And then there’s Spielberg, who handpicked Cody to write the pilot for a comedy idea he had about a woman with multiple personalities. She conceived the story, then pitched it to him over the phone at the Universal lot. “I’ve never met him in person,” she says. “Isn’t that awesome? It’s like Charlie’s Angels. So we had the call, and he said, ‘Okay, go write it.’ I walked outside and just went numb. E.T. is the first film I ever saw in the theater. I sank down to the curb and put my head between my knees.” (Showtime is co-producing the pilot of the series, titled The United States of Tara, and Toni Collette has signed on to star.)
Cody says she’s keeping her sanity during this frenzied time with some help from her new fast friends — Dana Fox, who’s currently writing Vince Vaughn’s next comedy, and Lorene Scafaria, who has her first film, Nick and Norah’s Infinite Playlist, in production. The three often meet to write at Doughboys coffee shop, though they have a tendency to get distracted. “We always joke that we’re going to start our own little club, like those Mexican directors did,” says Cody. “We argue about which one of us gets to be [Alejandro González] Iñárritu.” First, though, they need a catchy name. “It should play into all of the stereotypes of what people think about women,” says Fox. “So we thought about naming the club ‘I Don’t Get It’ or ‘Hee Hee Hee, I’m Scared.’ And we’ll dress up in geisha outfits, or white T-shirts and no pants! Honestly, this is all we ever talk about.”
When their workload eventually lightens, the trio plans to start a production company with a strong emphasis on projects that don’t involve beautiful actresses acting dumb and, whoops!, falling down the stairs into the arms of Mr. Right. But first, they’ve got to help Cody celebrate Juno. “Diablo won’t let me read the script because she actually feels like the movie totally did it justice,” says Fox. “She has no idea what a miracle that is for a writer. I keep telling her, ‘You have to enjoy every minute of this.’ Because she’s like, ‘Oh, no, no, I don’t need to.’ Well, okay, lady, but you better have your f—ing outfit on when I show up at your house with beers in the limo and we drive around to all the different theaters that are playing Juno. Because I’m not going in the limo by myself!”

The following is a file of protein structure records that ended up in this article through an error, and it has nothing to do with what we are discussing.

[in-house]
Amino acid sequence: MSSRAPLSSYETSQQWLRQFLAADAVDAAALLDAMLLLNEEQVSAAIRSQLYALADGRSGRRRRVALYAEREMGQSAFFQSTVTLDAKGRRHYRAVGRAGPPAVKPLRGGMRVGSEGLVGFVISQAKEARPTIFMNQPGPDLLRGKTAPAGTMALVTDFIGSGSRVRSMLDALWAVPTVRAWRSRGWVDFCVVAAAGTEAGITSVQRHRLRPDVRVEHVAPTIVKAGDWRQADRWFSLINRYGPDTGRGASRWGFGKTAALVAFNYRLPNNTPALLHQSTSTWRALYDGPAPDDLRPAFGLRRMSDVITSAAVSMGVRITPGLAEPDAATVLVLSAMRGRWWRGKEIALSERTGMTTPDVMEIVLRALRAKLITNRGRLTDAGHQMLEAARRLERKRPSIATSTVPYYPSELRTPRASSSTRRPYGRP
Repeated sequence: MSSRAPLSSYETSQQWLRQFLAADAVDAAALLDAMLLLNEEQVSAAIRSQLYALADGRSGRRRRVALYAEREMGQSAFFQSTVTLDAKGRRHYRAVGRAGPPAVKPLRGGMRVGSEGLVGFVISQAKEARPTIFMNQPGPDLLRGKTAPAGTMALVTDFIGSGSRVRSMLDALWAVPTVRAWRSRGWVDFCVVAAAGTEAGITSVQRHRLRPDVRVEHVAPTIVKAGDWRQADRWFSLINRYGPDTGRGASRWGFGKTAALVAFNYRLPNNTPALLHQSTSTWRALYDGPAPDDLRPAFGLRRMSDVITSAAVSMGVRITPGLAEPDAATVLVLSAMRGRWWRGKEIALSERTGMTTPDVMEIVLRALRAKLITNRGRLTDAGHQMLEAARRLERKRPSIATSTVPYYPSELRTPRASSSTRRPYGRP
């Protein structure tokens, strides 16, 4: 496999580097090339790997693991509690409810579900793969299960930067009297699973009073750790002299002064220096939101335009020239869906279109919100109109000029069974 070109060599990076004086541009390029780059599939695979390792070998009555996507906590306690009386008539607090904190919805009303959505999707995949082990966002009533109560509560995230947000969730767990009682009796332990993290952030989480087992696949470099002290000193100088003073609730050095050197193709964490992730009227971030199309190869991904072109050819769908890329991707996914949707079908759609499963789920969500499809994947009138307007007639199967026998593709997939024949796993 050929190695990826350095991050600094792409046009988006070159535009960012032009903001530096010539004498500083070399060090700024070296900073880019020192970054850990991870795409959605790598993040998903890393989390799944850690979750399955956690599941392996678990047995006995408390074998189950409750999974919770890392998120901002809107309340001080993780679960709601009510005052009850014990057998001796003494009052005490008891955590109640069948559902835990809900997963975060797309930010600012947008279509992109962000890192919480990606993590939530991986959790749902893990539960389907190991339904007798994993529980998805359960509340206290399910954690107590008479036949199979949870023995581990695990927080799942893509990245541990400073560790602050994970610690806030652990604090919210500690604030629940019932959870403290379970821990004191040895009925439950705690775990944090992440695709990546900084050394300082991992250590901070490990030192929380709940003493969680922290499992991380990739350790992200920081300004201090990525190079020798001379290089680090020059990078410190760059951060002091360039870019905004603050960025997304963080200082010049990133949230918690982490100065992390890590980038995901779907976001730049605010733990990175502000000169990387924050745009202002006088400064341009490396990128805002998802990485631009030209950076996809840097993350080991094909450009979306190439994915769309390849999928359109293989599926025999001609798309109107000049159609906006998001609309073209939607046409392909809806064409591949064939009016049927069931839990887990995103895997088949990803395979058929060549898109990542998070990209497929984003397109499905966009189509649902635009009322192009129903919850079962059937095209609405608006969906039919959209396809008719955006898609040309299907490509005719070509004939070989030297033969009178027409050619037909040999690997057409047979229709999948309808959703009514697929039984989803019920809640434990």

“I’m f—ing sick of actors!” declares Cody, stabbing the lime in her third vodka soda. “They look airbrushed in reality. I swear Jennifer Garner has to be bathing in the blood of virgins because she has the most beautiful skin that I’ve ever seen on a human being. The boys too! I met Brandon Routh from Superman last year. He looks like a special effect. He’s too beautiful to live. And actors are all tiny people. Why is that? I’m a hulk compared to them! If you look at pictures of me with actors, I look like I ate them all.”
We’re getting near the point of having had too much to drink. But before the waitress brings the tab, Cody describes, as evidence of her strange new existence, a recent night with former boy-bander Lance Bass. She’d been meeting with Anna Faris when the two got to drinking and Cody let it slip that she was turning 29 at midnight. Because this is Hollywood, and because such things happen here, Faris pulled a $40 bottle of hand lotion out of her bag and presented it to her as a birthday gift, and then a car roared up to the hotel, whisking the two to Bass’ house, where Cody found herself bumming a cigarette from Melrose, the runner-up in America’s Next Top Model Cycle 7. “That’s the weird thing about this town,” says Cody. “People just end up congregating in really weird places. Why is Melrose there? But more importantly, why am I at Lance Bass’ house? He didn’t invite me. Oh, and here’s something awesome about Lance Bass: When you go into his bathroom, he has the MTV Moonman award holding his toilet paper.”
Marveling on her way out of the Rustic that there’s Alice in Chains on the jukebox, she bursts forth from the comforting gloom into the fading daylight. “Best bar of all time,” she declares, promising to bring Jonny back for the $6.99 Bloody Mary Breakfast Special. We shake hands on the street corner, and Cody heads in the opposite direction of her car. She’s going to wander around Hollywood until her buzz wears off. It’ll be a while.